Saturday, 17 January 2015

A tiny, flexible gold-plated device may be the key to restoring paralyzed humans’ spinal functions



EPFL researcher's neural implant can make paralyzed rats walk again. Soft and stretchable, it is the first of its kind that can be implanted directly on the spinal chord, without damaging it. Described in Science, this new generation device called e-Dura combines electrical and chemical stimulation.

One of the health conditions modern medicine has yet to fix is paralysis in patients who have experienced accidents affecting their spinal cords. But, CNET reports, researchers from Switzerland have already come up with a tiny, flexible, gold-plated device that can be implanted in patients to restore spinal cord functionality and allow paralyzed patients to walk again. [...]

4 comments:

  1. I think that it is so awesome that you enjoy your physical therapy. I wonder how long it takes on average for someone to get through physical therapy. My son is getting surgery on his knee and I think he will have to go through physical therapy too. http://www.coastal-orthopaedic.com/p/31/physical-therapy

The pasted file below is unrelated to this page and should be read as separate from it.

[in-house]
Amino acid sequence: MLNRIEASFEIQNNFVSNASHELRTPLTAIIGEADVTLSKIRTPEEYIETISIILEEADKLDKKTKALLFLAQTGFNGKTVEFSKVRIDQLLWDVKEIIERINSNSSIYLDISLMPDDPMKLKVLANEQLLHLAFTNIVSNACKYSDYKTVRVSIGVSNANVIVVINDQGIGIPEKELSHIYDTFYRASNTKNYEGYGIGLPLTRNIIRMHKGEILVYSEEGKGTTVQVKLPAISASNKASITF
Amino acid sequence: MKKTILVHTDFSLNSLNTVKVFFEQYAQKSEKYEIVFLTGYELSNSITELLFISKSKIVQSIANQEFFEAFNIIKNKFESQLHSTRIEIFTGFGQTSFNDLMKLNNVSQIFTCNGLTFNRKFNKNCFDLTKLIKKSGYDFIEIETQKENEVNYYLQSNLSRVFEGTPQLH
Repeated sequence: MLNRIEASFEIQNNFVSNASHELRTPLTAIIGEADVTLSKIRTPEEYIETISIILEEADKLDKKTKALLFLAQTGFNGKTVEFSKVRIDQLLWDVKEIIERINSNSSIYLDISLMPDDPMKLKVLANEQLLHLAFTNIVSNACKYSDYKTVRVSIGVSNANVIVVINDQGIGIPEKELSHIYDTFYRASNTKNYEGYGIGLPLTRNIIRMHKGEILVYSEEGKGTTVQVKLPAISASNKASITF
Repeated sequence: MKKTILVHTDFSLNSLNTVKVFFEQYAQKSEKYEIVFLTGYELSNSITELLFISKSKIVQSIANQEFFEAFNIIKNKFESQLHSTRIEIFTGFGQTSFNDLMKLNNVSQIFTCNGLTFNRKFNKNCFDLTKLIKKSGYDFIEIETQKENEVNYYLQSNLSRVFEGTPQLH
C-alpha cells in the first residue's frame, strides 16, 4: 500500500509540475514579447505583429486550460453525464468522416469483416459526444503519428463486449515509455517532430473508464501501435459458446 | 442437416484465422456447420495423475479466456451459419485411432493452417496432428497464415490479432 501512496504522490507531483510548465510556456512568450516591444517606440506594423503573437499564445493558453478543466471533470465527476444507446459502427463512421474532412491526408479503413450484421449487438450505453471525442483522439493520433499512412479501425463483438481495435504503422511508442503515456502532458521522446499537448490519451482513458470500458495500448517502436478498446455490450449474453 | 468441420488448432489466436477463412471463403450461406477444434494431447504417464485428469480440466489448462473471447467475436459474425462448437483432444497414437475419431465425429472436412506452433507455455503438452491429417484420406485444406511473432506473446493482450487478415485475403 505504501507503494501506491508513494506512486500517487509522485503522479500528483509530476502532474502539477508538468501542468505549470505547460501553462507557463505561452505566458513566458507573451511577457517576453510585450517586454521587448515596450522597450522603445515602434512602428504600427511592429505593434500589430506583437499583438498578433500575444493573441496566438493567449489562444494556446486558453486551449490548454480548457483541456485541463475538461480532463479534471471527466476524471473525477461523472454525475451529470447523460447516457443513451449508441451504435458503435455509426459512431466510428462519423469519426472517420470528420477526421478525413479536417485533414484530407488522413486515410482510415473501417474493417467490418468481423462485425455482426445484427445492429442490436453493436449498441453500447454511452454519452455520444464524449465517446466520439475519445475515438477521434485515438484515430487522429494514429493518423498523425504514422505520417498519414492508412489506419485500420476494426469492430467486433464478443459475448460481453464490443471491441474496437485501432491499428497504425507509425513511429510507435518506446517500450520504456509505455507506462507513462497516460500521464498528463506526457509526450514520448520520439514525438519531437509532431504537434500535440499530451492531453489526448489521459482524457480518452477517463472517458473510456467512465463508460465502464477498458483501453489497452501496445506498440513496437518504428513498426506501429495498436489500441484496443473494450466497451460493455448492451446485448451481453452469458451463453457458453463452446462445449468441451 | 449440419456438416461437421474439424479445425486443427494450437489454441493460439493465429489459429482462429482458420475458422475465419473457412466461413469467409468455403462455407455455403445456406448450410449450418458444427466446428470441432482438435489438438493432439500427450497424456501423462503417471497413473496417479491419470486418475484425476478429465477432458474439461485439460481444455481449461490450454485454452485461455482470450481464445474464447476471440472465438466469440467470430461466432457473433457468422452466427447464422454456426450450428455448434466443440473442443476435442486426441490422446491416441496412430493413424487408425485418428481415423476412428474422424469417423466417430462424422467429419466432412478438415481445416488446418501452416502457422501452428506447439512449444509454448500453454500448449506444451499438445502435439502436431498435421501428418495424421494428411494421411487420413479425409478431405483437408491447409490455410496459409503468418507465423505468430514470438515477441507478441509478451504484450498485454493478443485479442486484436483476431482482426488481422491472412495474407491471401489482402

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  2. This is amazing. I can't believe that the work done in physical therapy is advancing to the point that people are realistically looking into this kind of technology. If this is able to happen, it could be huge in not only improving the lives of people who are permanently injured, but it could also be used to help speed up the recovery of just about anyone going through physical therapy.
    http://www.parkavetrauma.com/Diagnostic_Services_Brooklyn_NY.html

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  3. Hey,Thanks for your most value able blog.I really like this.Your blog Idea is so follow able. physiotherapist North Ryde

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  4. What an amazing device. My husband got hurt a year and a half ago with a spinal cord injury. He is currently at the Center for Neuro Recovery in Florida. He is making tremendous gains and strides each week. He is even taking steps again. I wish everyone the best with the new technology that comes out. Take a look at his progress here

    http://www.centerforneurorecovery.com/disability-training/spinal-cord-injury-sci/

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